constantly making others feel awkward when I told them why I couldn't make
I continued to pump until she was 22 months, when she was
down to only nursing in the morning and at bedtime. It was at around 18 months
that I started to hate pumping. It was now a tedious thing that isolated me
from others, but I kept at it. Occasionally, I would have to ask for donor
milk, but never had to use it. I always seemed to be able to provide just
enough for her while I was gone. She continued to nurse until she was 26
months. My goal was always for her to breastfeed as long as she wanted to. She
self-weaned; stopping on her own when I became pregnant again.
I think that the #1 contributor to my pumping success was
the support I received from those around me. When a workplace has a place to
pump, it's a good start, but the true contributor to success is the emotional,
and scheduling support that a workplace can provide that will make the biggest
I am not looking forward to pumping again, but I plan to
make it work.
I was lucky with J. to have a very supportive principal (I'm a kinder teacher)
that adjusted my schedule so I had the appropriate breaks to pump; but with C.
and my new principal I did not. I had to be assertive with her and demand
my time to pump. It was hard at first, but I knew I was the only advocate for
my daughter. I was committed to continuing our breastfeeding relationship and for
us that meant pumping at work. I also starting working on my stash 2 months
before returning. On days I pumped less (stress, or unexpected school
situations or illness) I was comforted in knowing I had back up milk for them.
I returned to work as a Research Assistant and PhD grad
student at ASU when my first was 6 weeks old. Thankfully, I was in a very
supportive environment. As long as I got my work done on time, when and how
didn't matter. And Z was welcome in our lab! Z became an honorary grad student
as I brought him to work. I was given a private room to nurse in. I stored my Boppy™
and burp cloths in that room. I did have to pump when I had class. At most I
was away for 3-4 hours including commute time. I would pump in the morning, and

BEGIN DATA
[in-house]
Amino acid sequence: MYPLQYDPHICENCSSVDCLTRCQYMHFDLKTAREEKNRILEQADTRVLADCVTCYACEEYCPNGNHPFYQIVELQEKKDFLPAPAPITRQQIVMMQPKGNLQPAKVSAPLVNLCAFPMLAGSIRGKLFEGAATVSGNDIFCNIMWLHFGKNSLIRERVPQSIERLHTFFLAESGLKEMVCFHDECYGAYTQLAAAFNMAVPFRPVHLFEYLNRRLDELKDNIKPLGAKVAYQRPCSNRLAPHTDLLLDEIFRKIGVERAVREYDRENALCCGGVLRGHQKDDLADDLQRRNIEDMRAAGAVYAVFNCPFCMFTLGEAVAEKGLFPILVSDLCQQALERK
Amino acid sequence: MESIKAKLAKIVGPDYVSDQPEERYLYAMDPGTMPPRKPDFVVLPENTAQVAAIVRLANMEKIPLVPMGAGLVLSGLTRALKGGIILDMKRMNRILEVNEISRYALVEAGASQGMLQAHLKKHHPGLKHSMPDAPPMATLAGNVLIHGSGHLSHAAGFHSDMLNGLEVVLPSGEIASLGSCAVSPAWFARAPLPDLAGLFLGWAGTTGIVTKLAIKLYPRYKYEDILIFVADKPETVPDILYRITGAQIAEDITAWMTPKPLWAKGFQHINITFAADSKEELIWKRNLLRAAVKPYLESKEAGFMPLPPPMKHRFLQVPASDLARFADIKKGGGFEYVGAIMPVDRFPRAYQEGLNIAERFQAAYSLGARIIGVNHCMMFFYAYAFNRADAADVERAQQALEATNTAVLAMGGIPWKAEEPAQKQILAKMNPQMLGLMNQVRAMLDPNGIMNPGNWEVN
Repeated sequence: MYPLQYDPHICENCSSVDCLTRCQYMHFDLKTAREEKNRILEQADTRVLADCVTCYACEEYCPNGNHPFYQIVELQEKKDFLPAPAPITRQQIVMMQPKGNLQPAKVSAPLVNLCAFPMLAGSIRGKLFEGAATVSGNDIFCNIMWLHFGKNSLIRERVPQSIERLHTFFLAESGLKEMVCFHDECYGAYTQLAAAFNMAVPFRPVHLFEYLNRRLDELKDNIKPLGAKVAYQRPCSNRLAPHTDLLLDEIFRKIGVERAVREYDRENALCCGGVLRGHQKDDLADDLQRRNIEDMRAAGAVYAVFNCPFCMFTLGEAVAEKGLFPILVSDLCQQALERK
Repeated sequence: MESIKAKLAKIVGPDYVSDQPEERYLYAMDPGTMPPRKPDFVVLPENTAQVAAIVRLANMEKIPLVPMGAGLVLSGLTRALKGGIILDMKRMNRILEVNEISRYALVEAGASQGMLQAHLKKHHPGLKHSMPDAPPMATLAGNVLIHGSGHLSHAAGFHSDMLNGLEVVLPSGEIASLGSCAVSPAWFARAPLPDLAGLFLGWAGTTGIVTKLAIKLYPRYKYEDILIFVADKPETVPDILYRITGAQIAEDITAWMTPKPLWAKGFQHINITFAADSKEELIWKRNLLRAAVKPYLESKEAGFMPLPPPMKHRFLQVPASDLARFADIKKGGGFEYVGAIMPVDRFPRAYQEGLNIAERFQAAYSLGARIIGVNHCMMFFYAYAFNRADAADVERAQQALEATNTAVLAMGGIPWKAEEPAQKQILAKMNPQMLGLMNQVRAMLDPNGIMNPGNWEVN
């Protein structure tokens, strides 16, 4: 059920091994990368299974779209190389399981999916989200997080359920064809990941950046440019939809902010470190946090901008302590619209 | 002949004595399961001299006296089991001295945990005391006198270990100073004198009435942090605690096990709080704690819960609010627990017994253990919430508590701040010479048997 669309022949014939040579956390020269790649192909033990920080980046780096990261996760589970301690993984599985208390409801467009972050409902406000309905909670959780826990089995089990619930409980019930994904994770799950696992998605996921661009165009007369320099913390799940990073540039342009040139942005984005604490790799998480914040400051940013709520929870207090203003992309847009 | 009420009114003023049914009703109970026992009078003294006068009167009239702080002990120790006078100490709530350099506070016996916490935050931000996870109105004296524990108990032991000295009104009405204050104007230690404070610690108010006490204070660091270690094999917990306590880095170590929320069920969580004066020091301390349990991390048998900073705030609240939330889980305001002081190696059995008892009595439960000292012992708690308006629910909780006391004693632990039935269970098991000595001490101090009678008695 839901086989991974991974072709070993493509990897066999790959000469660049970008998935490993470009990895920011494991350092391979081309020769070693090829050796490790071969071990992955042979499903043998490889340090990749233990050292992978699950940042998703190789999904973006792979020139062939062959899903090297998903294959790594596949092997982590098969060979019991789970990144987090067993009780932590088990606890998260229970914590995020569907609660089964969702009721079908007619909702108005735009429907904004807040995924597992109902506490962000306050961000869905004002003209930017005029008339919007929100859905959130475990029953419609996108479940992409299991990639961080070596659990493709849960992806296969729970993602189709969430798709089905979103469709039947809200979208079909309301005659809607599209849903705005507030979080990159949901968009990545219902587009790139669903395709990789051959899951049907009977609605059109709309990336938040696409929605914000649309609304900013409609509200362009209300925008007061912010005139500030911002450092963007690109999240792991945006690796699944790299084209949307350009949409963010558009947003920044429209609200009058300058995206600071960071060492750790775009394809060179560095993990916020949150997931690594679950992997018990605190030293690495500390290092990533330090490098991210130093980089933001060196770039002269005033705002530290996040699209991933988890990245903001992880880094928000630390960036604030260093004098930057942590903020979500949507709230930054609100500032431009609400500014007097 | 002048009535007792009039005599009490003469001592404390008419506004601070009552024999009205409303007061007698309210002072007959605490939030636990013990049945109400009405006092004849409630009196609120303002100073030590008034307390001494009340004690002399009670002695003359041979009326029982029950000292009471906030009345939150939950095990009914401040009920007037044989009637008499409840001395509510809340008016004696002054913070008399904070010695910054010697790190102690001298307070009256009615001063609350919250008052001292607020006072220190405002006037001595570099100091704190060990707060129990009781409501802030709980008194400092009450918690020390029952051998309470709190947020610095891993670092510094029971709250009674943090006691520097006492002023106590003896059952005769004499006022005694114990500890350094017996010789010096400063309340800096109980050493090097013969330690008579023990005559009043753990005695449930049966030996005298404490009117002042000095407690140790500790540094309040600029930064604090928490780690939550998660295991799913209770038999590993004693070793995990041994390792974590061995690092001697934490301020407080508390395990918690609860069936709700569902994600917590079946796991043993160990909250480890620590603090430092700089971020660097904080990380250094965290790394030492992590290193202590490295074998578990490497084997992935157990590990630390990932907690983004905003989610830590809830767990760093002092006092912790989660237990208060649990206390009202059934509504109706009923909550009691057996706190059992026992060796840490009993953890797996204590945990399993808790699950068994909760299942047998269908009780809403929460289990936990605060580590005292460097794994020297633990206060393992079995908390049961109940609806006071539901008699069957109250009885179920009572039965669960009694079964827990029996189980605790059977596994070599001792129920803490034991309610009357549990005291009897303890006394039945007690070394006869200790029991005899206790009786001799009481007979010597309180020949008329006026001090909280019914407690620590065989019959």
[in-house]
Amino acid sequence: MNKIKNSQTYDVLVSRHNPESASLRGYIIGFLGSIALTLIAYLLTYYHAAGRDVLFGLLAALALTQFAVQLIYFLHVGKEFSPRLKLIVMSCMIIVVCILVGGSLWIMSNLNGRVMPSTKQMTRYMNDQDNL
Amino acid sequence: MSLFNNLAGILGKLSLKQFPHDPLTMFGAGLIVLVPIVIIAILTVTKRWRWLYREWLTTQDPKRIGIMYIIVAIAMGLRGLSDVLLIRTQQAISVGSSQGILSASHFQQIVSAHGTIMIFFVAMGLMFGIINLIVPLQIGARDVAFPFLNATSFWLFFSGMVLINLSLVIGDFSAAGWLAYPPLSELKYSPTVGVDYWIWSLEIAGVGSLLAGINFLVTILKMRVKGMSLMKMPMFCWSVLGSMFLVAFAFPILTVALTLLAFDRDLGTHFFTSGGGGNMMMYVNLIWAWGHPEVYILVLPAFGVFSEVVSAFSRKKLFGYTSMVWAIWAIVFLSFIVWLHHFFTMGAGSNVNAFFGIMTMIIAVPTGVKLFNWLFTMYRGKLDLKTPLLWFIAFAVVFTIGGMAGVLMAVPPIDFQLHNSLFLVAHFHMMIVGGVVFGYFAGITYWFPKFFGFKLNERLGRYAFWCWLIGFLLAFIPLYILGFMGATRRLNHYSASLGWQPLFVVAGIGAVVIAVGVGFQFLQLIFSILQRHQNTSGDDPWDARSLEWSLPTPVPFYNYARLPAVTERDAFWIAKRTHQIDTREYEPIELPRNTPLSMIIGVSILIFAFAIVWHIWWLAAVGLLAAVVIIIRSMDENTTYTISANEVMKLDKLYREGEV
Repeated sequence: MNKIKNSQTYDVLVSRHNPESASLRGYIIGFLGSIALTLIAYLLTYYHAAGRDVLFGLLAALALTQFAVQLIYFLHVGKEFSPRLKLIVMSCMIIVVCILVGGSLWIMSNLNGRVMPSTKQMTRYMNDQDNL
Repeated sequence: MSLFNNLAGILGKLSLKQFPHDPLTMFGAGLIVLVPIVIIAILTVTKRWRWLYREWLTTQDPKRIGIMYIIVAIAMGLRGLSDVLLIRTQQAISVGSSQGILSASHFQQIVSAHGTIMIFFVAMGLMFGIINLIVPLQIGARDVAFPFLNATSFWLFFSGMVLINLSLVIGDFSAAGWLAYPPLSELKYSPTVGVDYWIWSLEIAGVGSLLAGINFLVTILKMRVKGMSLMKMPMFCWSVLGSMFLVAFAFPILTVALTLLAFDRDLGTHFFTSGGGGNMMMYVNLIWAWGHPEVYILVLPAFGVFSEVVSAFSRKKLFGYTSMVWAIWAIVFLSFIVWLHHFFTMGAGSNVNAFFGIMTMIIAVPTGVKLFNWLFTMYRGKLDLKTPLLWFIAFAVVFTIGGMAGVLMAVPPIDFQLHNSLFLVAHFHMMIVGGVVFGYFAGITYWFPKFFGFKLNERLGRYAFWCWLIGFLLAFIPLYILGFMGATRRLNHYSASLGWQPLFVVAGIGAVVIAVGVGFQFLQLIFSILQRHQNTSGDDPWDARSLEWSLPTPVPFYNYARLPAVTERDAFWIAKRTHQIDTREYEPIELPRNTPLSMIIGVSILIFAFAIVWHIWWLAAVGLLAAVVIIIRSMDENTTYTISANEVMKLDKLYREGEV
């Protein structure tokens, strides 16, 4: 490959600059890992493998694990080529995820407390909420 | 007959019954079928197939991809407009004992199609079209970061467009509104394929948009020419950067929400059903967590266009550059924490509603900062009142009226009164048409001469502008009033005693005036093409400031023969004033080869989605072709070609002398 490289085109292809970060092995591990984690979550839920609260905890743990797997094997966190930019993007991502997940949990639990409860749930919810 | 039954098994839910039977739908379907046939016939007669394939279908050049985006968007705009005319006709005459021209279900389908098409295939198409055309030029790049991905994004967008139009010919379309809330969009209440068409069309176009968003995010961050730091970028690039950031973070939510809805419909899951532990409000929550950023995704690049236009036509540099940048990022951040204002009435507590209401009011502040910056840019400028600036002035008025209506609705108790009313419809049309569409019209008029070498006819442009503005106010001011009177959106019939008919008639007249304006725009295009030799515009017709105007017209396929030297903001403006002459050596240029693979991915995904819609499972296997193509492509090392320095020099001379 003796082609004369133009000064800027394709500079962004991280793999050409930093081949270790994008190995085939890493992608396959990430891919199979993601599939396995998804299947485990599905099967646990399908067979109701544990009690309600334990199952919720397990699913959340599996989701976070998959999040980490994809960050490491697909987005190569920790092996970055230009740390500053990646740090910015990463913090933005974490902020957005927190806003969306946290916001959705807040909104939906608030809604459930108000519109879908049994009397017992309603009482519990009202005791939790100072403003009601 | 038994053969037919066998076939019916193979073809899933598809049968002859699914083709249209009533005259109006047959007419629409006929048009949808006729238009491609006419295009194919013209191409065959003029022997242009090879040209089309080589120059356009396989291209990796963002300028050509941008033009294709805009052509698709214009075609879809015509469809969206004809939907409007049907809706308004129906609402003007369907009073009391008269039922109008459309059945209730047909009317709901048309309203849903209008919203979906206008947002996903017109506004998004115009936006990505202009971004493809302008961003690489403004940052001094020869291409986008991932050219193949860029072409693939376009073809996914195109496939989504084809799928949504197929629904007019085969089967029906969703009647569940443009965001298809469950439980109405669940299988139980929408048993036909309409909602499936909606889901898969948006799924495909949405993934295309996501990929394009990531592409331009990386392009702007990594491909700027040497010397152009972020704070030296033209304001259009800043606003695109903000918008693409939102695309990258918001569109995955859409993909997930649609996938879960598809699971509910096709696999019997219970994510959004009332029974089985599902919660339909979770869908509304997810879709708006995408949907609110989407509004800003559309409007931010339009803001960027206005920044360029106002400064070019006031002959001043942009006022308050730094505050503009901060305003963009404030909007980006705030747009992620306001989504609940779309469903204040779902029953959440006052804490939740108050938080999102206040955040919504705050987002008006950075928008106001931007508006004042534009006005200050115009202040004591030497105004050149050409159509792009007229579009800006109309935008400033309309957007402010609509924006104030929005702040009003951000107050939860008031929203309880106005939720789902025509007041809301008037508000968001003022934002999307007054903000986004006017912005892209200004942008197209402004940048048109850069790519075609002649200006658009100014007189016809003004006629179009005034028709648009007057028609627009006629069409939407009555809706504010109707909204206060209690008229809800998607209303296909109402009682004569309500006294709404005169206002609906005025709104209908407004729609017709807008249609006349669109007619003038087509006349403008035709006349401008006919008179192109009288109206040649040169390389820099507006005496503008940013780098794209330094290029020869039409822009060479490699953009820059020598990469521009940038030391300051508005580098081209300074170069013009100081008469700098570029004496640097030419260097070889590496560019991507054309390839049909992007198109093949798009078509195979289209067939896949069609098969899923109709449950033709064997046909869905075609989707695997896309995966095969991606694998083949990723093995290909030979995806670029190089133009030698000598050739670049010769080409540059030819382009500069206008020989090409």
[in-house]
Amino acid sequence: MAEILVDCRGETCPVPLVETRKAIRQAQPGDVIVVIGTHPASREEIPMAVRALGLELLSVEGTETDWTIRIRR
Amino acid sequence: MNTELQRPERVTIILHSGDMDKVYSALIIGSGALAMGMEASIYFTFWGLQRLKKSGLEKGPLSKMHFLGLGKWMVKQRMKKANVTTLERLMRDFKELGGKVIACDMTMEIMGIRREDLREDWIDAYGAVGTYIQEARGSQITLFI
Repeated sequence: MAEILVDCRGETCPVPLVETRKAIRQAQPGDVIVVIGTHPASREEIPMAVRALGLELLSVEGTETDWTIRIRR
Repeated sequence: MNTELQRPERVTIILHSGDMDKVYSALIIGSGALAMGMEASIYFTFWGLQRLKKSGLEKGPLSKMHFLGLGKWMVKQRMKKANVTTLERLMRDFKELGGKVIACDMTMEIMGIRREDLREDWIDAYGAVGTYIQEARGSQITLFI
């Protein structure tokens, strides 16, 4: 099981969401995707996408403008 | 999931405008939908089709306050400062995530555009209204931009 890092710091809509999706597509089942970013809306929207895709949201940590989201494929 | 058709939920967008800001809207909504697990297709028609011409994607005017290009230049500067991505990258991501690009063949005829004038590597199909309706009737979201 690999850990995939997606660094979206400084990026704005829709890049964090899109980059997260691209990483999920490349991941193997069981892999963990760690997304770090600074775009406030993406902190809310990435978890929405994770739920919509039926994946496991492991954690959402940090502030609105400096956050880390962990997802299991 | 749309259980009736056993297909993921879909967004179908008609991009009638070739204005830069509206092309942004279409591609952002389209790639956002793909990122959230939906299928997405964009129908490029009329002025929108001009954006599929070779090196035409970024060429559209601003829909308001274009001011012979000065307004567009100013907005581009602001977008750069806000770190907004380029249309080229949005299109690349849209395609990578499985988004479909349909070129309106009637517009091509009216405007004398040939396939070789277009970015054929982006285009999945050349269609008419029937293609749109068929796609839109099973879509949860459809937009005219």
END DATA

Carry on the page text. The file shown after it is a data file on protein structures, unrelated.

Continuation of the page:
nursed him before and after class. Our breastfeeding relationship lasted over 2
Our daughter is now almost 17 months old and still nursing
about 3-4 times a day. As we gear up for the start of a new semester of college
teaching, I'm trying to figure out how much I'll need to pump to keep me
comfortable and keep up the supply. We are weaning her, but in a very
gentle way, just slowing cutting back the number of sessions. However, we will
likely to continue to allow her to nurse before bed and upon waking as long as
that seems to be working for both her and me.
Because I never did respond terribly well to the pump, I had
to pump quite a bit to get those few ounces we needed (4-5 oz), but it was
enough to get us through. Like a few other posters, I found the process rather
lonely. I could no longer socialize at all on campus and basically came to
work, shut my office door, pumped and then headed off to class. The same thing
happened at lunch. So no lunches with colleagues, or chats before or after
class. On numerous occasions I would have colleagues question me about leaving
a meeting early, even when I had repeatedly explained that I needed to have at
least 15 minutes before my afternoon classes to pump.
It's very frustrating when people who are truly trying to be
supportive, many of whom breastfed and pumped themselves, still forget about
the complex logistics needed to keep breastfeeding while working full time. I
don't know what the solution is, but I hated that the onus was always on me to remind
everyone about my need to be accommodated.
In spite of it all, I'm very proud of the fact that I've
continued to provide her with breast milk for this long. It's been worth it,
but far more challenging than I expected.